Frequently Asked Questions

What are the different types of glass?


Your artwork is precious, and many items are susceptible to fading. Glass with UV filtering qualities will greatly reduce this risk.


We offer 3 main types of glass. Clear, Conservation Clear UV and Museum.


  • Clear glass is the cheapest option, but has limited UV filtering qualities as a result. 

  • Conservation Clear UV glass is the most commonly used for UV protection. It is 99% UV protecting to keep your artwork looking good for years to come.

  • Museum glass is the best quality glass we offer. This is what we use to achieve both UV protection and very low levels of reflection. Traditional non-reflective glass is an older idea, and unless is it pressed right against the work (which is not recommended) then it has a diffusing quality. Museum glass is super clear, non-reflective AND UV filtering.  


We do offer the more traditional version of non-reflective glass, but we generally recommend that if you do want the non-reflective quality, you go for the Museum glass as traditional non-reflective has very limited application.



Does my artwork need UV blocking glass?


Whether a piece needs UV Glass or not depends to some extent on the way it is produced. Ultra Violet light can not only fade an image, it can harm the paper over time as well. If the piece is of particular personal, historical or financial value, it is recommended that UV Glass be used. Below are rule of thumb judgment calls on some different types of work. 



  • Posters: 

    • The majority of posters are printed in bulk quite cheaply using the offset printing process, and as a result the inks can fade quite quickly. If the piece has value to you or is valuable in some other way, we would highly recommend UV Glass.  Having said that there's a proliferation of digitally printed items in the market also; which are somewhat variable in their light-fastness.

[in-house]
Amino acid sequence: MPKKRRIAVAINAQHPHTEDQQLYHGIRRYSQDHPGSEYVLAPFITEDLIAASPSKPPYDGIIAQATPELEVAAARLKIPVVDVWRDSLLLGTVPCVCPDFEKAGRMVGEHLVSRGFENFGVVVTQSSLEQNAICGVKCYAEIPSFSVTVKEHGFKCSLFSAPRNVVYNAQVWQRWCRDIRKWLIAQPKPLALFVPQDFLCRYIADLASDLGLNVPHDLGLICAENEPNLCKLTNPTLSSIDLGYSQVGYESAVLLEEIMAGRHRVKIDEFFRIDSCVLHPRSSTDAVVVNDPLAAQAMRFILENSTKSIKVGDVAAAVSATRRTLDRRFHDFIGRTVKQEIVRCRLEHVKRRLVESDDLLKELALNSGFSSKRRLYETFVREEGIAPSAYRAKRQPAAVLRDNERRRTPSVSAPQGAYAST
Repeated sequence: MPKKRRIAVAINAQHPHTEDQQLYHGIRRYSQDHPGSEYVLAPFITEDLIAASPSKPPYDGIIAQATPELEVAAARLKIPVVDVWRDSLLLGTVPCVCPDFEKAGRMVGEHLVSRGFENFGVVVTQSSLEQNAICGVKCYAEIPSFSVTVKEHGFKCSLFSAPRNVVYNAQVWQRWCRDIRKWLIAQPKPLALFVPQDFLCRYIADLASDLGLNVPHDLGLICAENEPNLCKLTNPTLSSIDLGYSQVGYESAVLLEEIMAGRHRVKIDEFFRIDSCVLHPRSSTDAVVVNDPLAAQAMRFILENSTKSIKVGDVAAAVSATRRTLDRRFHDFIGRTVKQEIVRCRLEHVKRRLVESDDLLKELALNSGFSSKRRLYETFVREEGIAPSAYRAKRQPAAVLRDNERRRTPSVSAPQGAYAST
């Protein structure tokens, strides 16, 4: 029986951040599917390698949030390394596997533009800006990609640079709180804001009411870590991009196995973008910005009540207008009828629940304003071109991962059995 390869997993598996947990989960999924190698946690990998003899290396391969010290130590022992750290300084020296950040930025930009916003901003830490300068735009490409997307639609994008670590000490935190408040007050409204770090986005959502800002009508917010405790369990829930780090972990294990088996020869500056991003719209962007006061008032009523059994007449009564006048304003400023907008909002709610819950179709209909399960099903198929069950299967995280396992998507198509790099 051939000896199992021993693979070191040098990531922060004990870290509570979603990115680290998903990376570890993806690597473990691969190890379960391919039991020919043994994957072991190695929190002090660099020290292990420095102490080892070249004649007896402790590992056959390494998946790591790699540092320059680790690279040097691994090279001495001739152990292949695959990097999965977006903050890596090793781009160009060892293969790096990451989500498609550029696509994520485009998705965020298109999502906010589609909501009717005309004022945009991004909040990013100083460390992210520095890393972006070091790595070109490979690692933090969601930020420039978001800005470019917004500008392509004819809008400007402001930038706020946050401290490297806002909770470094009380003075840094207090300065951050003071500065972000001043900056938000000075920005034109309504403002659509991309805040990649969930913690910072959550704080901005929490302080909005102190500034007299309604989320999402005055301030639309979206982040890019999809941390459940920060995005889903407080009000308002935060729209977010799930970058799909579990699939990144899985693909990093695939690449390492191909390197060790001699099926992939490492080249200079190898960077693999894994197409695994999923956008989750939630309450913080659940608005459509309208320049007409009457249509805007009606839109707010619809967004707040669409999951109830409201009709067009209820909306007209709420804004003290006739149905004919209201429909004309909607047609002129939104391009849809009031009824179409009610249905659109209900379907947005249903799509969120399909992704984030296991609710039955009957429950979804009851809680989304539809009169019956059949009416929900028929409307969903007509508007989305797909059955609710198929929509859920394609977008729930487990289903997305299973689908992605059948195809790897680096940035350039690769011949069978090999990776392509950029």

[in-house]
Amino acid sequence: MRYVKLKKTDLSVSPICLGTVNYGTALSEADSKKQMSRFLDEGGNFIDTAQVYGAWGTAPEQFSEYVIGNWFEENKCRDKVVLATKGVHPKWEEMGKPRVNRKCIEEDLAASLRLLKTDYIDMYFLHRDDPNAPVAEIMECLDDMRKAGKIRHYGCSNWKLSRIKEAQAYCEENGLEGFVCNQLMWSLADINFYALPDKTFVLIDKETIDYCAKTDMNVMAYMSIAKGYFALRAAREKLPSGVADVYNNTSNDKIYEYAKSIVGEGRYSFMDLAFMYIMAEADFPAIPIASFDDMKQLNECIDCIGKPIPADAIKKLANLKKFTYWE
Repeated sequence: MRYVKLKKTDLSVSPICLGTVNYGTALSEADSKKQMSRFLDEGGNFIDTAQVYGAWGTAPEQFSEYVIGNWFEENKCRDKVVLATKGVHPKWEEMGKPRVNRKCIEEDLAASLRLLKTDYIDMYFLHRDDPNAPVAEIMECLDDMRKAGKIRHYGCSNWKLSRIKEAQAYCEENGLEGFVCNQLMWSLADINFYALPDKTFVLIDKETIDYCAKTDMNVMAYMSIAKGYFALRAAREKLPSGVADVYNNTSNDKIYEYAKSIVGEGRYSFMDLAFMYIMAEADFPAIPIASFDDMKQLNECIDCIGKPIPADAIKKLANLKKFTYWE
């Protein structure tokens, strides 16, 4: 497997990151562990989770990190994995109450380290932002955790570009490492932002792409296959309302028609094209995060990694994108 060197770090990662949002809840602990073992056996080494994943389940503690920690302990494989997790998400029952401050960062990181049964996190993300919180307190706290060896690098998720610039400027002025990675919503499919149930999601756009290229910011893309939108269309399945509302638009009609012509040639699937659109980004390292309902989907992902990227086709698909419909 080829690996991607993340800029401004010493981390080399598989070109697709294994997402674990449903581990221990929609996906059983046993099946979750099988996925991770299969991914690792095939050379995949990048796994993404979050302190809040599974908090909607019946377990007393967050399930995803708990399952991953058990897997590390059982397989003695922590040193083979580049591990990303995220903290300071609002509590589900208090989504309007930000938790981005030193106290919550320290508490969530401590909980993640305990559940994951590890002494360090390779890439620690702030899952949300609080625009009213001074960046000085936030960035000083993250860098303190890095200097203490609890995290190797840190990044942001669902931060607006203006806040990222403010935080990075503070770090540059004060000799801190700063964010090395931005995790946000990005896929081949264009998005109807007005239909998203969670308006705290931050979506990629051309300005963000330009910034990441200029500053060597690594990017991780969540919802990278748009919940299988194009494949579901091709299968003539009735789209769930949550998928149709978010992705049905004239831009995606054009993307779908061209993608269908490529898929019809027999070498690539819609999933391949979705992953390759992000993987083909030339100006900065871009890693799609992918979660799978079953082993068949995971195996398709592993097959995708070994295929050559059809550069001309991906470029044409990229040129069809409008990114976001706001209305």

• Magazines, Books, Advertising Circulars and Posters:

    • Majority of these fade quite quickly for the same reason as posters in general - they are printed, for the most part, by the offset printing process which is not really intended for long term exposure to daylight.. 


  • Prints:

    • Whether your print will need UV Glass or not depends, again, on its printing process, and there is no fixed standard way this is done. 


  • Digital Prints:

    • There's a number of processes available under this umbrella, which vary from very prone to fading (typically home-user ink jet which fade quickly) to high-end inkjet which is at the opposite end of that spectrum (see Giclee printing below).  Generally, quality art reproductions and limited edition prints are printed using light stable inks and often come with a certificate of authenticity which talks about the printing process and the light-fastness.


  • Giclee Prints: